‘Excellent!’ “A really enjoyable afternoon,” “It’s great to see what our children do”
These were some of the many very positive comments made by parents who attended our “Parents as Partners: Supporting Learners at Law” open afternoon last week. Our aims for the session were simple – to introduce parents to the Support for Learing team (in the wider sense), to share some of the games and activities we use, to look at the displays and resources and to encourage pupils and parents to play together. A bonus was to meet parents informally in a relaxed setting.
The room was soon buzzing with chatter and laughter as parents had a go at some games, tried ACE dictionaries, looked at some reading resources and enjoyed the displays of children working together. Laptops were set up with a range of web-based games and activities which proved to be extremely popular. The children joined their parents when classes finished and were soon sharing favourite games and websites with their families – it was delightful to see parents and children having fun together!
The focus was on literacy and Support for Learning teachers had prepared a range of handouts covering reading, spelling, writing, websites and internet safety. Parents helped themselves to these and had an opportunity to ask staff about mind mapping, strategies to support reluctant readers, paired reading and a host of other questions.
The children themselves were very involved in planning this successful event. They enjoyed using mindmaps to make the invitations, choosing their favourite games, acting as guides and having their photos taken for displays. Our in-house ‘paperazzi’ photographers came along too so there’s a lovely record of the afternoon.
Parents and childen were so busy in fact that they didn’t have time for coffee and juice!
Last term I was privileged to visit a special school in Glasgow, Croftcroighn. The work which was being done on literacy and communication was innovative and inspiring and I left with my head absolutely buzzing and so much to think about. A couple of weeks later Croftcroighn’s HMIe report was published – wow!
Since then I’ve worked with Elizabeth Cowan our ICT curriculum Officer and a speech therapist to develop and implement some of the innovative practice I observed.
We’ve created a Communication Book (using BoardMaker V6) for one wee lass who has no spoken language but has lots to say, we’ve invested in some new software to trial, bought some funky stationery and Talking Photo albums (A5 and A3 size), a new digital camera and I still have a wish list! Creating the Communication Book has certainly stretched (and greatly enhanced) my Boardmaker skills! Now I keep thinking of more and more applications for the software.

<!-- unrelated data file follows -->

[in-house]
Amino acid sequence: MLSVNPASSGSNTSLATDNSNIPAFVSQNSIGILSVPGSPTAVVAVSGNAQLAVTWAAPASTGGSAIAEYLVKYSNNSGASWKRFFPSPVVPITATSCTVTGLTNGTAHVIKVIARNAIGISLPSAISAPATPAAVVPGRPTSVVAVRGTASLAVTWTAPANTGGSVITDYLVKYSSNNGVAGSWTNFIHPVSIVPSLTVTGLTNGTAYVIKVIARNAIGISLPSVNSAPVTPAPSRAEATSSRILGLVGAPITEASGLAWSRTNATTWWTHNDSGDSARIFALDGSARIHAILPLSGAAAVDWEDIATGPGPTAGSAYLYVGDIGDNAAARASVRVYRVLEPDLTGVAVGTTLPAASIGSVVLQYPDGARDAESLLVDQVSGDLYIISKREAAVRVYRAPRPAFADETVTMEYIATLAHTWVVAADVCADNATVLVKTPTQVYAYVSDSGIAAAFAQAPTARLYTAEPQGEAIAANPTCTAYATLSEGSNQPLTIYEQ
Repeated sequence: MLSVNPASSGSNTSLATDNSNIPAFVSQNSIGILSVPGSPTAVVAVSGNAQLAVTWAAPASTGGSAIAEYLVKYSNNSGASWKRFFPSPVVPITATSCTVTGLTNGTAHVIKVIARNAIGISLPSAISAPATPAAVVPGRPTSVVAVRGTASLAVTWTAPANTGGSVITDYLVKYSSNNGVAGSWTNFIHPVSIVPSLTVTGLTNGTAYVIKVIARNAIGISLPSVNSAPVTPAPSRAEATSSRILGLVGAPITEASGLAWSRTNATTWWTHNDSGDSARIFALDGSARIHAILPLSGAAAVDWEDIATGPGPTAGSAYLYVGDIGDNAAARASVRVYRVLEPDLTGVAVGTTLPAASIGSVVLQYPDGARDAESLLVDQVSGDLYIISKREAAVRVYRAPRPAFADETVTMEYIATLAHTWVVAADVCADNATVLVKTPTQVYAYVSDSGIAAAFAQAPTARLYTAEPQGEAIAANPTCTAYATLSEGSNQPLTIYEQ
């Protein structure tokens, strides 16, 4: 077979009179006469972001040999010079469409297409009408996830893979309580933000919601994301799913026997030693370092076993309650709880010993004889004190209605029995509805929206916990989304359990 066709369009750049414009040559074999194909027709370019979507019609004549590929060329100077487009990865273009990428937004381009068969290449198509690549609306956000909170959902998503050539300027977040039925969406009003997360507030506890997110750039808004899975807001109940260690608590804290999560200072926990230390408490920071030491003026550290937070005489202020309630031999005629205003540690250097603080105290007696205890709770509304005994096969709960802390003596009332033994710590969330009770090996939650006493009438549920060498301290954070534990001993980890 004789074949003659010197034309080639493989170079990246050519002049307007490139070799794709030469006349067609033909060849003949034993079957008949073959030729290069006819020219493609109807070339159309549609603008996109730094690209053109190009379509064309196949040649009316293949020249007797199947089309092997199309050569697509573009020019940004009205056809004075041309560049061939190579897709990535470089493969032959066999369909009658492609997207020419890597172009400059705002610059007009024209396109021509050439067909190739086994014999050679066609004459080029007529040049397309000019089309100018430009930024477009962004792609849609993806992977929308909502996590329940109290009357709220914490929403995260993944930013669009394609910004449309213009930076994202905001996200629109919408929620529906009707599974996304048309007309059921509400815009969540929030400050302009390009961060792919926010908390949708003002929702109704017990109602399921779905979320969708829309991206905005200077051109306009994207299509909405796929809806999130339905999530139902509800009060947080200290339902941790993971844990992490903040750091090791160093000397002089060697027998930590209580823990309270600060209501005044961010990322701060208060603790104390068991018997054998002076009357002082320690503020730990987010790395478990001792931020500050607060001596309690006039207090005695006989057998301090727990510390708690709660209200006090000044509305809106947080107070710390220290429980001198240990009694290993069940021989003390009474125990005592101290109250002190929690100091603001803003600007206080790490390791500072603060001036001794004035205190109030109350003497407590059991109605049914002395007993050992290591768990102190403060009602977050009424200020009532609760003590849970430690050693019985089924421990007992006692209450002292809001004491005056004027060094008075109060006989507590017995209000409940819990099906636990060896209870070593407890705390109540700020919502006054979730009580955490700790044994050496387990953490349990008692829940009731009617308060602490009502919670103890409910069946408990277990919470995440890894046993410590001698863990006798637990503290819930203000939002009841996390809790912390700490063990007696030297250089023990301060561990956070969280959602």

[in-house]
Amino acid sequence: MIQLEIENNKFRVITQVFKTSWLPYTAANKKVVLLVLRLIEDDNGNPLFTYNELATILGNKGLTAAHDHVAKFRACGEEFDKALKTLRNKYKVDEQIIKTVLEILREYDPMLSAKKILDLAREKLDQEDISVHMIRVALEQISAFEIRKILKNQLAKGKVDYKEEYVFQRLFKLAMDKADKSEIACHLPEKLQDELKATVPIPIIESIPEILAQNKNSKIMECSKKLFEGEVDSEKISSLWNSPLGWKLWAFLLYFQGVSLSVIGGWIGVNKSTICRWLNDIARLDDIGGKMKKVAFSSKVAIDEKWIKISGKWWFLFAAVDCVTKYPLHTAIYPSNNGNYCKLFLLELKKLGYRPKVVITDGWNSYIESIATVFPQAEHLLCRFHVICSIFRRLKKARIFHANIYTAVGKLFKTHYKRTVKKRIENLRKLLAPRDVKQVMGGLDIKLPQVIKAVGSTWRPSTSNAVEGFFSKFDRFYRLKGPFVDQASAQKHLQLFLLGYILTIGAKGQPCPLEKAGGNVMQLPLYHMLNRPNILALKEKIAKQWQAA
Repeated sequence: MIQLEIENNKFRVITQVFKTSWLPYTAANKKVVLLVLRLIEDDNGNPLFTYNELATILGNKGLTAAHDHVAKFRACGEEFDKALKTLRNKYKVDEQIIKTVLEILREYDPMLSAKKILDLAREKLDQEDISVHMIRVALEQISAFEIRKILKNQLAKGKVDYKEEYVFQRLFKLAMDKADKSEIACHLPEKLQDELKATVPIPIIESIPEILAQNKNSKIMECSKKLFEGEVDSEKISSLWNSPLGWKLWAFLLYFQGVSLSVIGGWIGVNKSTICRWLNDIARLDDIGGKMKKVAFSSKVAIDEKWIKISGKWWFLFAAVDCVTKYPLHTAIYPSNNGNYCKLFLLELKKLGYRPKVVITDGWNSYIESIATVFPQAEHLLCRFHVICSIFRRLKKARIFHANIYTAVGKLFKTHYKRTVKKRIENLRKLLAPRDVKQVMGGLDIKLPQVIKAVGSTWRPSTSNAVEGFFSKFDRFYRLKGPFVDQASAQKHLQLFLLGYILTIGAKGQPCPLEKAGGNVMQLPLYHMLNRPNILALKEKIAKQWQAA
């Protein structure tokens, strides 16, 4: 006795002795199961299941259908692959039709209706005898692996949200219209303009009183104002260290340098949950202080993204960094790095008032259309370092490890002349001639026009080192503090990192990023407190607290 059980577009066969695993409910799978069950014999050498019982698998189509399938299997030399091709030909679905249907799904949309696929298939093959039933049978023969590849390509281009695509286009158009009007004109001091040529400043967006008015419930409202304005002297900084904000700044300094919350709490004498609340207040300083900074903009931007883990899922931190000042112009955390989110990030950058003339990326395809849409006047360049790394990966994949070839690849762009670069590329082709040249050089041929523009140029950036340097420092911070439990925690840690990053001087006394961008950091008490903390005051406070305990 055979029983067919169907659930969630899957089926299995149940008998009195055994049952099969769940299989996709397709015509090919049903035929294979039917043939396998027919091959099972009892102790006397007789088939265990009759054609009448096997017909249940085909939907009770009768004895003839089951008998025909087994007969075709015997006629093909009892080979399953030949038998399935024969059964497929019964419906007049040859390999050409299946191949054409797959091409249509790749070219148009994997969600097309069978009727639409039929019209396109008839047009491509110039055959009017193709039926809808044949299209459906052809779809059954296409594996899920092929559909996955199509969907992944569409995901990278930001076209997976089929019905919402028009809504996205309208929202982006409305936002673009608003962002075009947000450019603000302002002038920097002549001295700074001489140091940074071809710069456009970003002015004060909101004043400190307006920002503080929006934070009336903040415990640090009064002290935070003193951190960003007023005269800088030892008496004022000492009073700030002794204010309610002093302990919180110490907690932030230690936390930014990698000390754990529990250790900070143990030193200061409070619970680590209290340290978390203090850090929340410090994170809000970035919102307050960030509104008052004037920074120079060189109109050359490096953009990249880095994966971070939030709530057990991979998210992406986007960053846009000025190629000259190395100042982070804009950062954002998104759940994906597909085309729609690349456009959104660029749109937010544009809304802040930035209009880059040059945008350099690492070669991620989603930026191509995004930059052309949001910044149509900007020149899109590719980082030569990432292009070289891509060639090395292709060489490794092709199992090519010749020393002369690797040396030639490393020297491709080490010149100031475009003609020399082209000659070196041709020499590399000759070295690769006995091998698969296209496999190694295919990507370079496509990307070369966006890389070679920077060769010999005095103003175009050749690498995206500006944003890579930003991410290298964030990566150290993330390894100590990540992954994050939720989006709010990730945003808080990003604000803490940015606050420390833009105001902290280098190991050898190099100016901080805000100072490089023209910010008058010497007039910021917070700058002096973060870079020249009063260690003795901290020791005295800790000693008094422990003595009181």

The software is Communicate:In Print 2 by Widget. Every word which is typed has a symbol which appears above the word – even ‘the’ and ‘a’ have symbols. This supports the child who finds it difficult to recognise abstract symbols (writing) and the added visual symbols can open up a whole new world. The symbols an be switched off or only used for specific words and images can be uploaded. You may choose to upload images of ORT characters for example or photos so if you type a name you get an actual picture of that place or person. At Croftcroighn some of the children were now reading and these youngsters had severe and complex difficulties – it was wonderful! Additional specific symbols can be purchased – Shakespeare for example. So far I’ve written a social story and had a go at a couple of other things so I’m looking forward to experimenting a bit more.
We’ve been using Talking Photo albums for quite a while in schools but the A3 ‘Big Book’ size was new to me. It’s now in a P5 classroom and the class will use it to record their ES topic – the Seashore – artwork, photos, text – whatever the children choose to record. This will give a voice to a pupil who has no spoken language enabling her to share in the work of her class and to express her views.
I’d be interested to know how teachers in East Lothian are using technology to give kids a voice.
Well we’re off! It’s good to report that East Lothian’s four Moving and Handling Tutors (Handling People with Special Needs, Education) have recently led their first course and the feedback has been very positive! The six willing participants on this first course were great to work with and there was plenty of laughter all round!
In October four staff from East Lothian and a further 3 from Midlothian qualified as Manual Handling Tutors with a view to delivering training within schools throughout our respective local authorities. Both authorities had identified the need to have qualified ‘in-house’ tutors who could offer this essential training to relevant staff on a regular basis.
The course is designed to cover all aspects of theoretical and practical aspects of handling clients in line with Manual Handling policy. Training covers a variety of modules including Safe Load Management, Legal Requirements, Spinal Awareness, Safety Checkpoints, Risk Assessment and Looking After Yourself as well as practical work and the use of aids and equipment. High quality resources, DVDs and teaching materials enable us offer interesting and dynamic courses.
As well as the generic 6 hour training delivered over two Friday afternoons, sessions can also be tailored to individuual schools or partcular clients. These courses will be in the new CPD brochure and particular requirements should be discussed with the Staff Development Team